Her mother replied, "You will not. You can have a coke and like it. There's enough caffeine in that for you. You too, Jordan."

"I'd rather have a coffee."

"I'd rather you weren't bouncing off the walls – you'll have a coke."

"I'll have a coke," he sighed, then grinned. "A super-sized coke."

"In your dreams. Come on, let's eat."

The cafe was busy, so they bought takeaways and sat in the small park across the road to eat there. Sharron wanted to know if they were halfway there yet? Jordan shrugged and said, "Not even. About a quarter of the way, maybe."

"Only a quarter? Man, it's going to be a long walk back when I run away."

"Don't you start," warned the mother. "I'm having enough problems with your brother. We are going to live in Okarito and nobody will be running away if they know what's good for them!"

They finished eating and they moved on. Sharron wanted to know why she couldn't have a turn at riding in the truck? Jordan grinned down from his perch in the cab. "Uh, uh. No way. I'm in here and I'm staying here. Uncle's telling me all about the facts of life."

"Yeah, right," his mother snorted. "It's more likely that you're telling him. Get in the car, Sharron. We haven't got all day."

They moved on down into the wilds of South Westland. It was a brilliantly sunny day and the road was sun-dappled with the shadows from the towering trees. Some of them were probably growing there before the first settlers arrived.The snow-capped mountains reared up on their left and the Tasman sea was somewhere over on the right, but they never saw it at all after Ross.

There were a few small, very small, towns along the way. Each with a couple of shops and a pub, of course. There were an awful lot of rivers and they were big ones too. Or, they would be when they were in flood – they had big bridges over them.

Finally, they came to the turnoff, turned right and headed down the secondary road to Okarito by the sea.

"Hey, cool!" Jordan read the sign. "You can hire kayaks here. There's a big lagoon, isn't there?"

"Biggest in New Zealand, apparently."

"Must be big then. How far have we got to go?"

"A few more k's. About 13 from the highway, I think."

"It's a long way from home."

"Give it a year or so and this will be your home."

"Doubt it! I belong in Brownsville, always have and always will."

"Maybe you can move back there, after you've finished school."

"No maybe about it, I will be, as soon as I can. I can't wait."

"Give it a chance, Jordan. Okarito's a nice-enough place. I've never lived there but those who do seem to like it."

"We'll see. You think they'll like me?"

"I'm sure they will, once they get to know you."

"Yeah! After all, what's not to like?"

"Your modesty is overwhelming."

"That too. Are you guys staying the night with us?"

"Nope. We'll help you unpack, and then we'll be on the road back home. We've only got the truck for one day."

"Hmmm. Straight back to Brownsville."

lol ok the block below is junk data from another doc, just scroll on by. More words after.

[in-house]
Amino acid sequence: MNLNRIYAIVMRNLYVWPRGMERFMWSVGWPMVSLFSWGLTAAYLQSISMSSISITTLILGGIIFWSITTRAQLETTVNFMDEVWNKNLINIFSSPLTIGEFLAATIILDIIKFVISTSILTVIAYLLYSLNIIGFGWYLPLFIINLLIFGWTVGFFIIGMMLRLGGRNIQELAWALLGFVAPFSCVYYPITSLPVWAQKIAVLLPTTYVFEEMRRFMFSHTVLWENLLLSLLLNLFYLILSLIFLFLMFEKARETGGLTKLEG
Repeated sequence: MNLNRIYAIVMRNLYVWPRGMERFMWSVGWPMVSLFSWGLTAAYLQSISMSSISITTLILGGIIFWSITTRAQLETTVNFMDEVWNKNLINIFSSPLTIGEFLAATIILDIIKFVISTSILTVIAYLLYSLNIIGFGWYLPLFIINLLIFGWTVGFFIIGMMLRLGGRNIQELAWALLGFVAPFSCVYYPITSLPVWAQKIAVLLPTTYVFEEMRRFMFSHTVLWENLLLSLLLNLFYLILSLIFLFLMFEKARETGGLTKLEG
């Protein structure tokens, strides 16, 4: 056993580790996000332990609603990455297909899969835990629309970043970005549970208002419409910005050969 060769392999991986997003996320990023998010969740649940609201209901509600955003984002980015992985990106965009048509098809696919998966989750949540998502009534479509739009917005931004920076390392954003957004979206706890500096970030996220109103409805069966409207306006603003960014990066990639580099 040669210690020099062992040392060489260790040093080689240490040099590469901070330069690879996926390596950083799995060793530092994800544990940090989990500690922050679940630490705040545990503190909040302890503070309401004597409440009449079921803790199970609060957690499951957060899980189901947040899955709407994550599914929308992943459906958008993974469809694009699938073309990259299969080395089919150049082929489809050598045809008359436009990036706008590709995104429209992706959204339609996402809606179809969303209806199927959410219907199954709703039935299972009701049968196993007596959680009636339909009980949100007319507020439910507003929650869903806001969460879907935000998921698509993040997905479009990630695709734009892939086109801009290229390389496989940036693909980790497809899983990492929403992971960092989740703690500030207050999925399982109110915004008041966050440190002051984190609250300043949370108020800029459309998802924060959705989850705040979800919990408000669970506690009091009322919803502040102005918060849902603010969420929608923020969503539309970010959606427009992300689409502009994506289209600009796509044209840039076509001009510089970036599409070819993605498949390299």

"We're not taking any stowaways. I'll check before we leave."

"Spoilsport. How'd you know what I was thinking?"

"I know you."

"Dammit. Look, there's the lagoon. Doesn't look that big to me."

"I think that's just the river. There's a couple of rivers flow into it."

"Lot of bush, isn't there?"

"Of course. We're in National Park country around here. I think this is the town coming now. We'd better let your mother go in front, she knows where to go, I don't. Wave her forward, Jordan."

Jordan leant out of the window and beckoned. His mother pulled in front of them, frowning and waving a finger as she did. He couldn't hear what she was saying – probably just as well he couldn't! He was obviously in trouble, yet again. It didn't take much.

"Sheesh!" He slid back into his seat. "Was she always such a grumpy . . . ah, person?"

"No, she wasn't," Dennis grinned. "Not until she had you."

"Me? It's not my fault. Nothing's ever my fault – I'm a kid."

"When it suits you, you are. Oh, no – Damm!"

"Why? What? What've you broken?"

"Nothing's broken. Not yet anyway. She's leading us down the main street, there's not much room for a big old truck down there."

"They'll all have to get out of the way then," Jordan nodded. "I'll toot the horn again. That'll shift them."

"You will not! Behave yourself. You should start as you mean to go on, so don't arrive in your new town making a big dick of yourself."

"How I'm going to go on? That's easy – turn around and we'll get out of here."

"Out of town?"

"Exactly!"

"I think not. This is where you'll be living for the forseeable future."

"Dammit."

He sat quietly checking it out as they crawled along the short main street area. He tried not to be too negative, but it wasn't easy. The weather didn't help. It was an overcast, gray and dismal day and it was a gray and dismal, worn-down and weatherbeaten old town.

There was some colour in the shop fronts, under the verandahs, but not a lot and up-top they weren't even trying. Some of the old places looked like they hadn't seen a lick of paint since the year dot. How expensive was paint anyway? Way too much, by the look of things.

It all looked like an old run-down gold-mining town, which was really he supposed, after the gold rush was over. Way over. Was he ever going to call this place home? He didn't think so.

One thing grabbed his attention and he sat up for a better look and looked back as they passed. It was a boy, of course – a kid somewhere around his age but much taller, of course. Why wasn't he in school? It wasn't over for the day yet.

He was a nice-looking guy, very tidy, but that wasn't the ineresting part. He was walking along, on the street not the sidewalk, and he was surrounded by dogs – dozens of them! Well, maybe one dozen, give or take a few. A lot anyway. They were all around him, quietly walking along and none of them on a leash or anything. Wow.

How did he do that? Maybe he was the Dog Whisperer, or the Leader of the Pack? The truck followed the car around the corner and he lost sight of him. Oh well, he was sure he'd see him around – couldn't miss him, could he?

Interesting.

Things improved, slightly, once they were out of the downtown area. There were still a lot of old buildings, but the houses generally were newer and better looked after. So, what was their house going to be like? Not great.

They pulled up in the side street, a couple of blocks back, and that bloody Steve was standing there waiting for them.

The house was nothing startling – not old, not new. It looked like a 1960's sort of style – wooden-framed windows, yellow weatherboards and a green roof, all a bit faded, naturally. The lawns needed mowing, the hedges needed clipping and gardens needed weeding,he noticed with a sigh because he knew who'd being doing that.

The house windows were small and high-up, almost touching the eaves under the roof.

"Oh, great!' He thought. 'Unless the floors are high-up too, we're going to be living in a tall person's house. How can she do this to me? I wanna go home!'